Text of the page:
After three consecutive losing seasons, the Atlanta Falcons made a decision to restructure their front office. Their 4-12 season led them to hire Terry Fontenot as the general manager and Arthur Smith as the head coach to lead the franchise into a new era. They entered the NFL Draft with a plethora of holes. Their most glaring needs were on the defense. Acquiring top value in this year’s draft was crucial for the new leadership in order to push the franchise forward. They accomplished just that by drafting a potential franchise talent while satisfying their most pressing needs. Mel Kiper Jr. graded the Falcons as a B-, but this draft breakdown sheds light on some hidden value.
Round 1 – Kyle Pitts, TE, Florida
Kyle Pitts is one of the best non-quarterback prospects in any NFL draft to date. His draft stock rose after drawing comparisons to Calvin Johnson because of his athleticism and height at 6’6″. Pitts’ stock rose even higher after clocking in a 4.44 40 yard dash. He is a mismatch for any defender and his catch radius makes him a monster red zone threat. Experts believed he was the best pass catcher in a draft that had Heisman winner DeVonta Smith in it. Atlanta believed this to be true as well, drafting Pitts ahead of Ja’Marr Chase and DeVonta Smith. Some believed Atlanta should draft Justin Fields, but moving on from Matt Ryan would cause them to take a $40 million hit in dead money in 2022. The possibility of a Julio Jones trade also increases the need for a dynamic pass-catcher that Atlanta can pair with Calvin Ridley.
Round 2 – Richie Grant, S, UCF
While Kyle Pitts is a freak of nature, Richie Grant may be their most significant pick of the draft. This was their most pressing need after three of their starting safeties departed this offseason. Grant excels as a deep safety and has a knack for finding the ball as he had 10 interceptions in college. Even after trading back in this round, Atlanta had the option to select Trevon Moehrig, the 2020 Jim Thorpe Award winner. Instead, they went with Grant because he adds versatility to the defense by being able to play in the box. They also added two safeties in Erik Harris and Duron Harmon in the offseason which lessened the need for a sole deep safety.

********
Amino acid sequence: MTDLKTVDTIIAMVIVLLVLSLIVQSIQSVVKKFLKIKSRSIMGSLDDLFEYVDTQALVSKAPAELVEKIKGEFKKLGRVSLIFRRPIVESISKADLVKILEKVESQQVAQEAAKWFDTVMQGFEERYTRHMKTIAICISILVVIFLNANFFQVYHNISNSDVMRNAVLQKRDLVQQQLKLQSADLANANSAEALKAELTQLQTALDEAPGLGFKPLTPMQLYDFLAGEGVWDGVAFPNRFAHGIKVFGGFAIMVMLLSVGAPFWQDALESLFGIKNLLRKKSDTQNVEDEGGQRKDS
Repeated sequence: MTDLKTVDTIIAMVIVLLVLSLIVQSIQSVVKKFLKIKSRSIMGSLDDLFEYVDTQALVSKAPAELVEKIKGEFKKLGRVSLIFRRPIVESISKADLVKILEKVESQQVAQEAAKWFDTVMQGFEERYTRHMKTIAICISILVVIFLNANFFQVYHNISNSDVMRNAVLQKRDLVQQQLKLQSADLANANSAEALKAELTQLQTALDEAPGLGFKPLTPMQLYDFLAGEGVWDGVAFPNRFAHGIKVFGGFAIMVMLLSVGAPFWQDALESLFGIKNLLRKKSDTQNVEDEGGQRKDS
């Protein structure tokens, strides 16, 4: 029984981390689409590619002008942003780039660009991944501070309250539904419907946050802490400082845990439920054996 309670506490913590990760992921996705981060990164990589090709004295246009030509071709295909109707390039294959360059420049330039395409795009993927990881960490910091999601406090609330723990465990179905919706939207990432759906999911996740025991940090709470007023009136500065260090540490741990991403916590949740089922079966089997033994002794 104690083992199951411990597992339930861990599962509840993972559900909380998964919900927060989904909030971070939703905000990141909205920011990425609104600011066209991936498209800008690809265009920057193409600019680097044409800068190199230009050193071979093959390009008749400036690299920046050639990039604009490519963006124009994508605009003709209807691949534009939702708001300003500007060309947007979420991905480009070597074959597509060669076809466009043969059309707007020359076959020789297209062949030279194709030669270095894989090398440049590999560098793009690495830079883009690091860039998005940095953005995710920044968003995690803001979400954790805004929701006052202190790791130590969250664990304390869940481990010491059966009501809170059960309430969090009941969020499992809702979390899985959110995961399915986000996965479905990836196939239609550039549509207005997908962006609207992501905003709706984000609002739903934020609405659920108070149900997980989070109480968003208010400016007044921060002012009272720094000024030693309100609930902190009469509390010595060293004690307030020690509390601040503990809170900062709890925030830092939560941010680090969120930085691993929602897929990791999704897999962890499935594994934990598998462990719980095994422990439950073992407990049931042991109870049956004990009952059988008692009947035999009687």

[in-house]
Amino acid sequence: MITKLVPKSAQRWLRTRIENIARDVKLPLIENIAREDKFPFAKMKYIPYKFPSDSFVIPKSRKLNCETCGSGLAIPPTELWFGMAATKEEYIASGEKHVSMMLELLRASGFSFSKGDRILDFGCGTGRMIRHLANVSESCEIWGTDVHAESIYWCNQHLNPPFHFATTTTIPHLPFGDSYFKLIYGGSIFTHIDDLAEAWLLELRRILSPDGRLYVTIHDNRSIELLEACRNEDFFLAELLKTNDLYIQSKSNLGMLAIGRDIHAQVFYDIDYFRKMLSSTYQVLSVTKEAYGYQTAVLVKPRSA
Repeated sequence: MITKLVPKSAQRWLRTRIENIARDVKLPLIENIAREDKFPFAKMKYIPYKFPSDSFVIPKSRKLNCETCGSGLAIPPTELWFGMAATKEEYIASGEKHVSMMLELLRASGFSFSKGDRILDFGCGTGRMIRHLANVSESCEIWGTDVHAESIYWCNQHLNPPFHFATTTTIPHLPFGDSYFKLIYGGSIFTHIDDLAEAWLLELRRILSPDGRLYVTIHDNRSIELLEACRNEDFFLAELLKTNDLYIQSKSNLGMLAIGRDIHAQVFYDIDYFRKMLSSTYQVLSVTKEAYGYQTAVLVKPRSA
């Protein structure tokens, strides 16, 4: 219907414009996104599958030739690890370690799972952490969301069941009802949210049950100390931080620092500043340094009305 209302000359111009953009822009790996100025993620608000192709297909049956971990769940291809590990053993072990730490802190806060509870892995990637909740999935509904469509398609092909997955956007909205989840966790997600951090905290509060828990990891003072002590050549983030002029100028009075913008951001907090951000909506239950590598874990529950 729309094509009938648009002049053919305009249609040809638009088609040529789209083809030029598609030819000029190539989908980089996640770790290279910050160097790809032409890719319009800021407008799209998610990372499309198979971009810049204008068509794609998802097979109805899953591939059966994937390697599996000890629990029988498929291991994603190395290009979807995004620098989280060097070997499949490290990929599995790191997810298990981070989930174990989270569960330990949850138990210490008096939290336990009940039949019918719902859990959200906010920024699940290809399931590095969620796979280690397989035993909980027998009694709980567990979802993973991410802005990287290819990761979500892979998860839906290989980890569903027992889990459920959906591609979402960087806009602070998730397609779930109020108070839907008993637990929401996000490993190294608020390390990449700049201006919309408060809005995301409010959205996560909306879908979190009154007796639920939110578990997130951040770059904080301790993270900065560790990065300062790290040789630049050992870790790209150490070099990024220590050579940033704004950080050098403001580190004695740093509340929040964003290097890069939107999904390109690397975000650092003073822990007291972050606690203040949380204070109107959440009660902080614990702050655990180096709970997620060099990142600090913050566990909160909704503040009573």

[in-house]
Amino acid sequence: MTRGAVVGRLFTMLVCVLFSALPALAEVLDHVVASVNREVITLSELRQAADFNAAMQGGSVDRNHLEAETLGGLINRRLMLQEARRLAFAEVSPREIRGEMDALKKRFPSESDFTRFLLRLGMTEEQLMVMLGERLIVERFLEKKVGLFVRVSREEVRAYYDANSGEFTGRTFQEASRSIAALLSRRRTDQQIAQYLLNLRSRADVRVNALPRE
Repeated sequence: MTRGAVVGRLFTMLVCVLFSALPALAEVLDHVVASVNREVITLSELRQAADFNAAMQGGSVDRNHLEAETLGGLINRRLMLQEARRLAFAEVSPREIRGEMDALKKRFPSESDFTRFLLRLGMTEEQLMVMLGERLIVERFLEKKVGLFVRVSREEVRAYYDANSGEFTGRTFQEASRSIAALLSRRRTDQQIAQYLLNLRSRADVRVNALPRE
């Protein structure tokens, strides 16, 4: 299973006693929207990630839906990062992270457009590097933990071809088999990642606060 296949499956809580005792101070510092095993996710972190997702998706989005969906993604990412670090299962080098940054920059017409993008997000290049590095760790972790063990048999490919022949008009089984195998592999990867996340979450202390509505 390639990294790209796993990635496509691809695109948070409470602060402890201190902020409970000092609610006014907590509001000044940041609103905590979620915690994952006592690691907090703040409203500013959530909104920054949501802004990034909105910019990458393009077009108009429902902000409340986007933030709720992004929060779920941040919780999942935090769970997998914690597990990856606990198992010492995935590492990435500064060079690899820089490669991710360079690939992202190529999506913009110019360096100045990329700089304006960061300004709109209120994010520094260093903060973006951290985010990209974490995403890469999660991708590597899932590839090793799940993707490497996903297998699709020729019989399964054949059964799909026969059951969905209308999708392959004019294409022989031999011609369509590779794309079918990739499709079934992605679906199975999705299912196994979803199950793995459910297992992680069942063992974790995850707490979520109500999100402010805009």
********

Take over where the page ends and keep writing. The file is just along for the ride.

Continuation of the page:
Round 3 – Jalen Mayfield, OT/OG, Michigan
Offensive line has been a pain point for Atlanta, but was a smaller need entering this year’s draft. They drafted two first round linemen in 2019, but it did not change much as PFF ranked the offensive line at 21st in the league. They selected Jalen Mayfield in the third who played left and right tackle at Michigan. The Falcons get a player who has versatility to play either tackle or guard on both sides. This selection can fit seamlessly for Atlanta with Mayfield competing for a guard position after their starting left guard, James Carpenter was released.
Round 4 – Drew Dalman, C, Stanford & Darren Hall, CB, SDSU
Athleticism and Versatility were key traits that Atlanta focused on in the later rounds of the draft. They used one of their fourth round picks to continue stacking the offensive line with Drew Dalman. Dalman is an explosive run blocker with versatility to play center and both guard spots. While he will have opportunities to compete for a guard position, center is more likely for him since Alex Mack was not re-signed this offseason. At the least, Dalman gives Atlanta depth at multiple positions.
With the other fourth round pick, the Falcons acquired a corner in Darren Hall. Hall was exceptional in off-man coverage at SDSU. He had a FBS leading 16 pass breakups which helped him earn First Team All Mountain West in 2020. Corner was not a big need for Atlanta in the draft, but there is no true starter opposite of A.J. Terrell. After losing Darqueze Dennard this offseason, they signed Fabian Moreau to add competition to the room. Moreau will make an impact, but he has yet to prove he can be the long term starter. Hall will compete for reps in dime packages that require more defensive backs. He adds depth at two positions as well playing corner and safety.
The Falcons used three of their remaining picks to add depth on defense and used their last pick on a receiver. Atlanta had great value on their selections, but they still may have to address their edge rush in free agency. They used a fifth round pick on an edge rusher in Adetokunbo Ogundeji, but he will need to develop before he can make an impact. Overall, Atlanta had a great draft that satisfied their most important needs and may have acquired hidden value in some later rounds. The organization has taken steps to stay competitive in what seems like a race for second place in the NFC South.